- Residency - UT Health Science Center - San Antonio (2004-2007), Dermatology
- Medical School - University of Texas Health Science Center at San Antonio (1999-2003)
- Internship - UT Health Science Center at San Antonio (2003-2004), Internal Medicine
Heather W. Goff, M.D., M.P.H.
- Phillip J. Eichhorn, M.D. Professorship in Clinical Dermatology
- Dermatology - General
Heather W. Goff, M.D., M.P.H., is an Assistant Professor in the Department of Dermatology at UT Southwestern Medical Center.
Dr. Goff earned her medical degree at the University of Texas Health Science Center at San Antonio, where was a member of the Alpha Omega Alpha honor medical society and also completed an internship in internal medicine and a residency in dermatology.
She holds a Master of Public Health (International Health) from the University of Texas Health Science Center at Houston, as well as a Bachelor of Fine Arts (Studio Art) from Texas Tech University.
She joined the UT Southwestern faculty in 2014.
Active in training the next generation of dermatologists, Dr. Goff is a recognized leader in dermatology student education both at UT Southwestern and nationally.
Her many professional honors include the Department of Dermatology’s 2015 Outstanding Teacher Award and the American Academy of Dermatology’s Presidential Citation for Basic Dermatology Curriculum in both 2013 and 2017.
Dr. Goff’s research interests include cutaneous lymphoma, medical education, mycosis fungoides, and preventive medicine/health promotion. She takes part in some of the UT Southwestern-based clinical trials to evaluate cutaneous lymphoma treatments.
She is a member of professional organizations that include the American Medical Association, American Academy of Dermatology, United States Cutaneous Lymphoma Consortium, International Society for Cutaneous Lymphoma, and Women’s Dermatology Society.
Meet Dr. Goff
Dermatologist Heather W. Goff, M.D., M.P.H., specializes in evaluating and treating patients with cutaneous lymphoma, a type of non-Hodgkin lymphoma that develops in the skin.
Dr. Goff sees patients in UT Southwestern Medical Center’s dedicated cutaneous lymphoma clinic, where a multidisciplinary team of specialists is united under one roof.
“Because cutaneous lymphoma is a rare condition that can be hard to recognize, diagnose, and treat, it often requires coordination of care between multiple specialties,” she says. “Our team of cutaneous lymphoma experts includes dermatologists, oncologists, radiation oncologists, and others.”
The cutaneous lymphoma spectrum is broad, Dr. Goff notes. Not only are there different cellular varieties of the disease but the course of cutaneous lymphoma can range from very aggressive to low-grade and slow-growing.
“This is why effectively treating cutaneous lymphoma isn’t a one-size-fits-all proposition – and why it’s so important to accurately diagnose it as early as possible and to tailor the treatments to address the specific needs of each individual patient,” she says.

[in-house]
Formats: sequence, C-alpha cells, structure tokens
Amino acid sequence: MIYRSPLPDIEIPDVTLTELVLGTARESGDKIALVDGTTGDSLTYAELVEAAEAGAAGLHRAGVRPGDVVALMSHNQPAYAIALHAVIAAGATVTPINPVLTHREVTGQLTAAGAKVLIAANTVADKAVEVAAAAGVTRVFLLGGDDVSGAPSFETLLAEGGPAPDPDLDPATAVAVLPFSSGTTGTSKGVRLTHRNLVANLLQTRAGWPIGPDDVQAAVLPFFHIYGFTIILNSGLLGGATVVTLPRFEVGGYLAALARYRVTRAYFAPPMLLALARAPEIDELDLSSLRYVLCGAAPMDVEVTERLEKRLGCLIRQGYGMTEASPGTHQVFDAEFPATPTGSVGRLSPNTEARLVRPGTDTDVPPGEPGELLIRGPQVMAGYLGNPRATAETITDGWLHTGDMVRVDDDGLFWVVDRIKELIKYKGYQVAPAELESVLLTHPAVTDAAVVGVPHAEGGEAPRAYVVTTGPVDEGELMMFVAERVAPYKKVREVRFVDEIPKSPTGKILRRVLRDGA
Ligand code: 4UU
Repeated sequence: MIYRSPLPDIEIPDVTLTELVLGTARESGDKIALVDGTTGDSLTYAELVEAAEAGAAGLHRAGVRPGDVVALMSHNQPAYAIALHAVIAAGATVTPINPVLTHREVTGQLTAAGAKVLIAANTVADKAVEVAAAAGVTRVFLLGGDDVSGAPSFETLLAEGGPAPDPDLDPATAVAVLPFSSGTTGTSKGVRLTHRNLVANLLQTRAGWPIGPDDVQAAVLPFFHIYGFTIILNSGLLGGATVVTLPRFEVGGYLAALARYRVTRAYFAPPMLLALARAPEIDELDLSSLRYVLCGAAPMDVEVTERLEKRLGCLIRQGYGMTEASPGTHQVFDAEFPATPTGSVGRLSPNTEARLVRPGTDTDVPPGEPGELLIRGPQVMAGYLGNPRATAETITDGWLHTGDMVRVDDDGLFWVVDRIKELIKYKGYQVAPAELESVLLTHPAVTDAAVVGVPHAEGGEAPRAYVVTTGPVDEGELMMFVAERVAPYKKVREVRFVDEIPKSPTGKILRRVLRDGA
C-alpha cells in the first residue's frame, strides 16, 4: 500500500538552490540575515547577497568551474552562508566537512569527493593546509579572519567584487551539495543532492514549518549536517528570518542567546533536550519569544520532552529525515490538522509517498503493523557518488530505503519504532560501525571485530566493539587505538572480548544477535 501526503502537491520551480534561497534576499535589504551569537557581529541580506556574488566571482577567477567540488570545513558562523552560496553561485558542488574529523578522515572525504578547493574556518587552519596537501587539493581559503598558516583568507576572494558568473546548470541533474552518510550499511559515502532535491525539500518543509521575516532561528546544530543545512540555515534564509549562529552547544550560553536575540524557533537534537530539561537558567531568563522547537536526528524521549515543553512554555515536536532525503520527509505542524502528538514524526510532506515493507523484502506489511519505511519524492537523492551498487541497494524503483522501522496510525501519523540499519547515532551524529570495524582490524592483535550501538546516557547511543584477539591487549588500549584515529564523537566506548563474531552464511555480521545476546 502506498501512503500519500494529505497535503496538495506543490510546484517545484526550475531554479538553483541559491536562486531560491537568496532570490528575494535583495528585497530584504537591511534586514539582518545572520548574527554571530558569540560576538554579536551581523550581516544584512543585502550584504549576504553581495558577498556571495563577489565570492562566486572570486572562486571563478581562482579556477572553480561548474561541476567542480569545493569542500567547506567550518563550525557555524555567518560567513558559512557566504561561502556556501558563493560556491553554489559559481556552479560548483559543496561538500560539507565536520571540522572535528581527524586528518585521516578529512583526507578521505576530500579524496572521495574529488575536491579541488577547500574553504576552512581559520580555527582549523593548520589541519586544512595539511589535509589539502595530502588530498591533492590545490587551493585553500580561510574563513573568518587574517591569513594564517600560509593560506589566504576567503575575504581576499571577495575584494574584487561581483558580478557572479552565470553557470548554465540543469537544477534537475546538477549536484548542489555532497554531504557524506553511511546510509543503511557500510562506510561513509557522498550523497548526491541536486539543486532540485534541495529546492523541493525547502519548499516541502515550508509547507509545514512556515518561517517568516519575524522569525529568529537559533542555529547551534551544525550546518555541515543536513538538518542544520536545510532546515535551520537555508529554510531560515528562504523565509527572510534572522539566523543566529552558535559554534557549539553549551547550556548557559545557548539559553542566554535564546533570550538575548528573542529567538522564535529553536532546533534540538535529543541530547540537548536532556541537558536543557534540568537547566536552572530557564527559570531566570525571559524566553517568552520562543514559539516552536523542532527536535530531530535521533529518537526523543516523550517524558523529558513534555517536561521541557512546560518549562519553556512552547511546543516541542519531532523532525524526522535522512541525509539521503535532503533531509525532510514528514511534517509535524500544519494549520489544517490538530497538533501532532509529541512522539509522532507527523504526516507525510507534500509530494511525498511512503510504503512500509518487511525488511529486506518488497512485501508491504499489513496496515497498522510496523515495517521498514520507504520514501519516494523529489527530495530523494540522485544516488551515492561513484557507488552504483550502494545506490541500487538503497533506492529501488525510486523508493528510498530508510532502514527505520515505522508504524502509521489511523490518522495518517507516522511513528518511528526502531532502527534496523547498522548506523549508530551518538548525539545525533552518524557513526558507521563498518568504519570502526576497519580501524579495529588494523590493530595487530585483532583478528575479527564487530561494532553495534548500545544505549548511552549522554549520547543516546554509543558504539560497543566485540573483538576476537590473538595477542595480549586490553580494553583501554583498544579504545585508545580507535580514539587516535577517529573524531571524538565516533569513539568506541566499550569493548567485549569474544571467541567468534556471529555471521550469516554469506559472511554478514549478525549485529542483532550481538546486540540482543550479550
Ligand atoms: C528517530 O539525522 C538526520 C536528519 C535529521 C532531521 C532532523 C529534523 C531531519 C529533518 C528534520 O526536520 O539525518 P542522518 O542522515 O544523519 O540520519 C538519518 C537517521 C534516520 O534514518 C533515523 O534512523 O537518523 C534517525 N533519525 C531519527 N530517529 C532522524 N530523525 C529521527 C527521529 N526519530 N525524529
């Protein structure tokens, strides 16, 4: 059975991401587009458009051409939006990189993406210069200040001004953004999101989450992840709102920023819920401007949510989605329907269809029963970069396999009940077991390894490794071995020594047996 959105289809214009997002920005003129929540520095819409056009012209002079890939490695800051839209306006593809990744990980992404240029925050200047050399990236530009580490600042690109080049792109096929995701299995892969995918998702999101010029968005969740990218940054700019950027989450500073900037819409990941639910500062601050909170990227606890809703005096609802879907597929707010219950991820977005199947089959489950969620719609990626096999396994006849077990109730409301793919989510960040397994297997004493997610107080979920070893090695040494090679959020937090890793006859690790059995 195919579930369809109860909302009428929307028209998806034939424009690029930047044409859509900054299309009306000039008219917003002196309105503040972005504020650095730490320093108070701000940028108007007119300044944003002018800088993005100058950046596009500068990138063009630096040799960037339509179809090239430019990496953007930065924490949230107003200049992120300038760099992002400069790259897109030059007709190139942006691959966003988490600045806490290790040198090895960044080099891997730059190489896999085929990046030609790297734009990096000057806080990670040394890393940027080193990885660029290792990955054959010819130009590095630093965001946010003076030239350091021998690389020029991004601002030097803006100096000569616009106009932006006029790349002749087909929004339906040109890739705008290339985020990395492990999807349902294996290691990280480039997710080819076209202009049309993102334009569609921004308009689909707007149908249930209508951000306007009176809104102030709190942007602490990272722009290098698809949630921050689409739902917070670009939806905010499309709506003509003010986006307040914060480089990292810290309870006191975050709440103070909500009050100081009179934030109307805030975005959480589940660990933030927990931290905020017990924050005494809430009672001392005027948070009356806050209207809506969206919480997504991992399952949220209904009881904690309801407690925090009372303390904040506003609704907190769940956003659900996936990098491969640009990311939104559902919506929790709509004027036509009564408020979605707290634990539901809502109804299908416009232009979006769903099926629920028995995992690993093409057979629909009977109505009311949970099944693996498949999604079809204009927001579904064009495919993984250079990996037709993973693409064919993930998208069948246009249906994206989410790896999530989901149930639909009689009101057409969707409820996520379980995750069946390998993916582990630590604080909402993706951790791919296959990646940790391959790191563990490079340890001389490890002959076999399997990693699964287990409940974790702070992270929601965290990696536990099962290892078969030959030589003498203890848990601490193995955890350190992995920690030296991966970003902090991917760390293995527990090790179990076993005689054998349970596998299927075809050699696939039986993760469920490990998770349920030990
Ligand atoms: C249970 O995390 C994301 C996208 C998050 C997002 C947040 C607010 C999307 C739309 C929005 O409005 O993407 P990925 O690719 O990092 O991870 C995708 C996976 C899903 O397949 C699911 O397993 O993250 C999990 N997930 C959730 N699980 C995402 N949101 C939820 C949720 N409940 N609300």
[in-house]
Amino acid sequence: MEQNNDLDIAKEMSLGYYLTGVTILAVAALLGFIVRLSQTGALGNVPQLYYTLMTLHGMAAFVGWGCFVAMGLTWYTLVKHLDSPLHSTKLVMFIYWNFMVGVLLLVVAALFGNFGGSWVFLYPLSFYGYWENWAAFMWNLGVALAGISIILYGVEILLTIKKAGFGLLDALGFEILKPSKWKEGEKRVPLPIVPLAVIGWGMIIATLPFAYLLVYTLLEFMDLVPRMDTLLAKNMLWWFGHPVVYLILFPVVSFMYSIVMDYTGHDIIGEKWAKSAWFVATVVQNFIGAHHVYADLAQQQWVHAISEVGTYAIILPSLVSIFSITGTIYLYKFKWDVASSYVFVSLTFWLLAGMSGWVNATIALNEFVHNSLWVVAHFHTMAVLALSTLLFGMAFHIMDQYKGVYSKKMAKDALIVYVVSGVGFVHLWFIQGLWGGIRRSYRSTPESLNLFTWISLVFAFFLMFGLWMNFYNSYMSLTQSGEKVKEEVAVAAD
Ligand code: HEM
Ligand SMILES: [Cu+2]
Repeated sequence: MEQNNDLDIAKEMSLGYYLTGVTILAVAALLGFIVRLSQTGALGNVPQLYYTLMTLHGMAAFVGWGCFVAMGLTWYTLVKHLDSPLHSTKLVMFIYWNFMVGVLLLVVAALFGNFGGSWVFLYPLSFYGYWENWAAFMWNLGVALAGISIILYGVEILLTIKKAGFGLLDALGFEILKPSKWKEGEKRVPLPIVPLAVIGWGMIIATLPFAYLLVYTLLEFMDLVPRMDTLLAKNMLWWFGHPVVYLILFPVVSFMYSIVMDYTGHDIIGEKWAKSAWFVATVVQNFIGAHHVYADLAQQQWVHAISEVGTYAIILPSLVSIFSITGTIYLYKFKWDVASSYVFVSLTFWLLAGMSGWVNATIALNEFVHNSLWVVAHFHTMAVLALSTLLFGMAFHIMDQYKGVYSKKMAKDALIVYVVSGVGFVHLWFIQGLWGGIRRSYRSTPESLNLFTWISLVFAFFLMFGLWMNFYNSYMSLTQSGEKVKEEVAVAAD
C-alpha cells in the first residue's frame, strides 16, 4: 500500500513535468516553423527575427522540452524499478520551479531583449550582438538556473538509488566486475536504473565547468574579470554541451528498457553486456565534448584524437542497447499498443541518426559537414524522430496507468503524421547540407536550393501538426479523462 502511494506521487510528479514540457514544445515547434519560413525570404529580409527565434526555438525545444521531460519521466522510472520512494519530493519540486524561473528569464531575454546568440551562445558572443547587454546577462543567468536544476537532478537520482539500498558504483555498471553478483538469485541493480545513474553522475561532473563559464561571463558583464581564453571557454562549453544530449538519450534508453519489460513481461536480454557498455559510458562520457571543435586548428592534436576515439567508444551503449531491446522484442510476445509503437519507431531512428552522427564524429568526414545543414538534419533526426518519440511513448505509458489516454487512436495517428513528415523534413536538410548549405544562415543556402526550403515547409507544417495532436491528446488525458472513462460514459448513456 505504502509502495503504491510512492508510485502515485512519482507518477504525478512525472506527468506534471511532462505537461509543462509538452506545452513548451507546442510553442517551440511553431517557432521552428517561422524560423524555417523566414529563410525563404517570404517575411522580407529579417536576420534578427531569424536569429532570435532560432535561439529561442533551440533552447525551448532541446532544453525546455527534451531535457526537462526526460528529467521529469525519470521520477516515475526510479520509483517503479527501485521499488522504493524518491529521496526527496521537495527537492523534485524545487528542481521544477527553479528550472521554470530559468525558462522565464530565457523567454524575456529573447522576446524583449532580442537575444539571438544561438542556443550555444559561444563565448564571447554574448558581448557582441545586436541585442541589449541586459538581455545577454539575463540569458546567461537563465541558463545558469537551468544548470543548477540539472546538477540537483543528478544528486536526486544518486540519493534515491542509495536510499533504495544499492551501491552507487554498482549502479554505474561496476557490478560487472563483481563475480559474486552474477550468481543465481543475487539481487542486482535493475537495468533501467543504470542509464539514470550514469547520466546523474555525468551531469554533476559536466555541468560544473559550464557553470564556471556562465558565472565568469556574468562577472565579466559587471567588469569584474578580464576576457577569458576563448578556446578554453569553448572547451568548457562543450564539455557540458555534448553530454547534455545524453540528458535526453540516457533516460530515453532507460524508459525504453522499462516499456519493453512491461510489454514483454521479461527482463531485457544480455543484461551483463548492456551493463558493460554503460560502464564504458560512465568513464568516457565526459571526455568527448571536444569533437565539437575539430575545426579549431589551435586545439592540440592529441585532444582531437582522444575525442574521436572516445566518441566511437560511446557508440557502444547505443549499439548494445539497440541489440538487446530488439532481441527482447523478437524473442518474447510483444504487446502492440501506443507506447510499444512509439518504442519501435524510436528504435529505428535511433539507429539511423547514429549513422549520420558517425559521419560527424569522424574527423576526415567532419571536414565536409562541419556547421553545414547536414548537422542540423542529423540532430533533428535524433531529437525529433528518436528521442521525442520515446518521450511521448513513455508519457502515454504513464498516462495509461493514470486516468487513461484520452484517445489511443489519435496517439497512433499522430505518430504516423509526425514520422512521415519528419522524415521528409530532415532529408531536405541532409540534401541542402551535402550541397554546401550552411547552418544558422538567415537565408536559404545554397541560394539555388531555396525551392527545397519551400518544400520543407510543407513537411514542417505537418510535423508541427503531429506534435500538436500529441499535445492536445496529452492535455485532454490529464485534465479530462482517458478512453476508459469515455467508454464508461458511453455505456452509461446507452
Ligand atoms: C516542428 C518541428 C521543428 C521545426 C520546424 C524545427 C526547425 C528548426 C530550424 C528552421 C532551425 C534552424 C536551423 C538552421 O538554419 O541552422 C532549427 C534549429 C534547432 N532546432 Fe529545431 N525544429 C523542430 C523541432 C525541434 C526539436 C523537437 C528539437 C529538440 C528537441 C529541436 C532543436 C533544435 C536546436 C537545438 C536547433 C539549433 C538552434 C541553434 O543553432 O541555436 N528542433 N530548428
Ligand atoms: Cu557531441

As a board-certified dermatologist, Dr. Goff also examines patients for skin cancer and evaluates and treats people with a broad range of non-cancerous skin conditions, including rosacea, acne, psoriasis, and moles. She has a special interest in preventing and treating the effects of chronic sun damage.
The Art and Science of Diagnosis
Dr. Goff – who holds a Bachelor of Fine Arts degree – is active in dermatology education, as well, and enjoys integrating visual art concepts into her teaching.
“Diagnosing skin diseases is sort of like taking an art history class,” she says. “If you look at a Van Gogh, you know it's a Van Gogh, and if you look at a Matisse, you know it's a Matisse – and you can explain in detail why it's one or the other.”
The same is true for many skin conditions, she explains.
“Certain conditions have very distinct features and appearances, and just looking at a person’s skin can tell us a lot about what’s going on with his or her health.”
Dr. Goff is also interested in preserving the history of dermatology and maintains a website dedicated to that.
- American Academy of Dermatology (2003)
- Women's Dermatologic Society (2013)
- United States Cutaneous Lymphoma Consortium (2014)
- International Society for Cutaneous Lymphoma (2014)
- Society for Investigative Dermatology (2015)
- Dallas Dermatological Society (2016)
- Philip J. Eichhorn Professorship in Clinical Dermatology 2017
Clinical severity does not reliably predict quality of life in women with alopecia areata, telogen effluvium, or androgenic alopecia.
Reid EE, Haley AC, Borovicka JH, Rademaker A, West DP, Colavincenzo M, Wickless H Journal of the American Academy of Dermatology 2012 Mar 66 3 e97-102
Brentuximab vedotin in CD30(+) primary cutaneous T-cell lymphomas: a review and analysis of existing data.
Enos TH, Feigenbaum LS, Wickless HW International journal of dermatology 2017 Aug
Pustular eruption on face.
Kim NN, Wickless HW The Journal of family practice 2010 Jul 59 7 399-401
Romidepsin-induced neutrophilic urticaria.
Scott B, Wickless H JAAD case reports 2016 May 2 3 261-3
CD30+ Primary Cutaneous Post-transplant Lymphoproliferative Disorder with Signet-ring Cell Features.
Malviya N, Wickless H Hematology reports 2016 May 8 2 6433
Not Bitten by the Bug: A CD30(+) lymphoproliferative disorder masquerading as arthropod bites.
McKesey J, Vandergriff T, Wickless H American journal of hematology 2017 Jul
- Clinical severity does not reliably predict quality of life in women with alopecia areata, telogen effluvium, or androgenic alopecia.
- Preventive Medicine/Public Health
- Mycosis Fungoides
- Medical Education
- Cutaneous Lymphoma
- Art and Medicine